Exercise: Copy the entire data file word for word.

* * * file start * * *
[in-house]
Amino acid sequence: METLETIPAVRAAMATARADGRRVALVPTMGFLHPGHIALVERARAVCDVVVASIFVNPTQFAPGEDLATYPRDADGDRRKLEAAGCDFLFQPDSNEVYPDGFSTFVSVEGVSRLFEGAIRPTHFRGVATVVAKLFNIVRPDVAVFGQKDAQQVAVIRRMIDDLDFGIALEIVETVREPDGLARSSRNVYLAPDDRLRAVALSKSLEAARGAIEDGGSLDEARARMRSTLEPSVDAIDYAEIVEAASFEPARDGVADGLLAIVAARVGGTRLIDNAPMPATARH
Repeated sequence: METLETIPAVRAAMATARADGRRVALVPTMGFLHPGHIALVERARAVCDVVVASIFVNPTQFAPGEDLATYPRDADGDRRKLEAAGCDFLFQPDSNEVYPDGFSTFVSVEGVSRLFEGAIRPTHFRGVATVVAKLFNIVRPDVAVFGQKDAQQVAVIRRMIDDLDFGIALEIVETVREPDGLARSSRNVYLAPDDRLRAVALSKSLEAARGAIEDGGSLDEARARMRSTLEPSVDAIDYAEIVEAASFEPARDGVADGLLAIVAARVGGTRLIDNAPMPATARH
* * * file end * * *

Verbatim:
[in-house]
Amino acid sequence: METLETIPAVRAAMATARADGRRVALVPTMGFLHPGHIALVERARAVCDVVVASIFVNPTQFAPGEDLATYPRDADGDRRKLEAAGCDFLFQPDSNEVYPDGFSTFVSVEGVSRLFEGAIRPTHFRGVATVVAKLFNIVRPDVAVFGQKDAQQVAVIRRMIDDLDFGIALEIVETVREPDGLARSSRNVYLAPDDRLRAVALSKSLEAARGAIEDGGSLDEARARMRSTLEPSVDAIDYAEIVEAASFEPARDGVADGLLAIVAARVGGTRLIDNAPMPATARH
Repeated sequence: METLETIPAVRAAMATARADGRRVALVPTMGFLHPGHIALVERARAVCDVVVASIFVNPTQFAPGEDLATYPRDADGDRRKLEAAGCDFLFQPDSNEVYPDGFSTFVSVEGVSRLFEGAIRPTHFRGVATVVAKLFNIVRPDVAVFGQKDAQQVAVIRRMIDDLDFGIALEIVETVREPDGLARSSRNVYLAPDDRLRAVALSKSLEAARGAIEDGGSLDEARARMRSTLEPSVDAIDYAEIVEAASFEPARDGVADGLLAIVAARVGGTRLIDNAPMPATARH